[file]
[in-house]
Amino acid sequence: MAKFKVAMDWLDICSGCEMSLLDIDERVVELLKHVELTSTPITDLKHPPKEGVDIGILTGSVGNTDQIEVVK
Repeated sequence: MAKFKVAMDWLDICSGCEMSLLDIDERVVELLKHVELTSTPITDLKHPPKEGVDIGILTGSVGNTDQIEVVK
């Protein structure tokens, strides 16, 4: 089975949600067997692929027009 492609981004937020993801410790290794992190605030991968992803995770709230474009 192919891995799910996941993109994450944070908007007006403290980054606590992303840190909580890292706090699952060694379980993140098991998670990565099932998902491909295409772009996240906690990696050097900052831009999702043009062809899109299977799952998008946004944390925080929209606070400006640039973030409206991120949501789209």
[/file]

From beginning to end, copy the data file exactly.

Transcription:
[in-house]
Amino acid sequence: MAKFKVAMDWLDICSGCEMSLLDIDERVVELLKHVELTSTPITDLKHPPKEGVDIGILTGSVGNTDQIEVVK
Repeated sequence: MAKFKVAMDWLDICSGCEMSLLDIDERVVELLKHVELTSTPITDLKHPPKEGVDIGILTGSVGNTDQIEVVK
């Protein structure tokens, strides 16, 4: 089975949600067997692929027009 492609981004937020993801410790290794992190605030991968992803995770709230474009 192919891995799910996941993109994450944070908007007006403290980054606590992303840190909580890292706090699952060694379980993140098991998670990565099932998902491909295409772009996240906690990696050097900052831009999702043009062809899109299977799952998008946004944390925080929209606070400006640039973030409206991120949501789209």